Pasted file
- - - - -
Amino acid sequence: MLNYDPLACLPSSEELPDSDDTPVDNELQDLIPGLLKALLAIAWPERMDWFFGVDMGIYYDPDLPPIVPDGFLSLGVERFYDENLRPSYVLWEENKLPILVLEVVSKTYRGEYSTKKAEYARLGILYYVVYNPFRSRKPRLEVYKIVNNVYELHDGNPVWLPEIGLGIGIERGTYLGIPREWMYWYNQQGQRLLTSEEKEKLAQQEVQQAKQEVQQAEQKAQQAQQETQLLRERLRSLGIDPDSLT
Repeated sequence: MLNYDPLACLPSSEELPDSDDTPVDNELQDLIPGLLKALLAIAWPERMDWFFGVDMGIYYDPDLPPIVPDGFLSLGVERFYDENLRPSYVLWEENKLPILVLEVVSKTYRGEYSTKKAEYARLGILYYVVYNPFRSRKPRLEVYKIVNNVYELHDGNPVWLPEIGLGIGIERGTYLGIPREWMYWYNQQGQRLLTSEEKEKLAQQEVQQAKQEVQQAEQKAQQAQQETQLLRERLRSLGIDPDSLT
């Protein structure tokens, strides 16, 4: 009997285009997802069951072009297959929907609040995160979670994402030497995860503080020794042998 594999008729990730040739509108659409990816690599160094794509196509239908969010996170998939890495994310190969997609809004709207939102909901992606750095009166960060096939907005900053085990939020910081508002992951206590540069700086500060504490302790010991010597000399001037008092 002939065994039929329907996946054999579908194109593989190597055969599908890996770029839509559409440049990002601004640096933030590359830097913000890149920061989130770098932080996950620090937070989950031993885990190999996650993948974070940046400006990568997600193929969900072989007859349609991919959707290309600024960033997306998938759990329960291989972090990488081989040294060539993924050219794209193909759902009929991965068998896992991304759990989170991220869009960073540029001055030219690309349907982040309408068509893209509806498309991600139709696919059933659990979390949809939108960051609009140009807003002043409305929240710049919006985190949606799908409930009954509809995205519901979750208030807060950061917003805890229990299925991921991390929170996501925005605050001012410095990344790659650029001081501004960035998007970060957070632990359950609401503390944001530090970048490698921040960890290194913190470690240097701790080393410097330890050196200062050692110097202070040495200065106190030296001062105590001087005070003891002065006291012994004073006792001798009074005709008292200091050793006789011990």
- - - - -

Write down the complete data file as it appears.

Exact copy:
Amino acid sequence: MLNYDPLACLPSSEELPDSDDTPVDNELQDLIPGLLKALLAIAWPERMDWFFGVDMGIYYDPDLPPIVPDGFLSLGVERFYDENLRPSYVLWEENKLPILVLEVVSKTYRGEYSTKKAEYARLGILYYVVYNPFRSRKPRLEVYKIVNNVYELHDGNPVWLPEIGLGIGIERGTYLGIPREWMYWYNQQGQRLLTSEEKEKLAQQEVQQAKQEVQQAEQKAQQAQQETQLLRERLRSLGIDPDSLT
Repeated sequence: MLNYDPLACLPSSEELPDSDDTPVDNELQDLIPGLLKALLAIAWPERMDWFFGVDMGIYYDPDLPPIVPDGFLSLGVERFYDENLRPSYVLWEENKLPILVLEVVSKTYRGEYSTKKAEYARLGILYYVVYNPFRSRKPRLEVYKIVNNVYELHDGNPVWLPEIGLGIGIERGTYLGIPREWMYWYNQQGQRLLTSEEKEKLAQQEVQQAKQEVQQAEQKAQQAQQETQLLRERLRSLGIDPDSLT
């Protein structure tokens, strides 16, 4: 009997285009997802069951072009297959929907609040995160979670994402030497995860503080020794042998 594999008729990730040739509108659409990816690599160094794509196509239908969010996170998939890495994310190969997609809004709207939102909901992606750095009166960060096939907005900053085990939020910081508002992951206590540069700086500060504490302790010991010597000399001037008092 002939065994039929329907996946054999579908194109593989190597055969599908890996770029839509559409440049990002601004640096933030590359830097913000890149920061989130770098932080996950620090937070989950031993885990190999996650993948974070940046400006990568997600193929969900072989007859349609991919959707290309600024960033997306998938759990329960291989972090990488081989040294060539993924050219794209193909759902009929991965068998896992991304759990989170991220869009960073540029001055030219690309349907982040309408068509893209509806498309991600139709696919059933659990979390949809939108960051609009140009807003002043409305929240710049919006985190949606799908409930009954509809995205519901979750208030807060950061917003805890229990299925991921991390929170996501925005605050001012410095990344790659650029001081501004960035998007970060957070632990359950609401503390944001530090970048490698921040960890290194913190470690240097701790080393410097330890050196200062050692110097202070040495200065106190030296001062105590001087005070003891002065006291012994004073006792001798009074005709008292200091050793006789011990």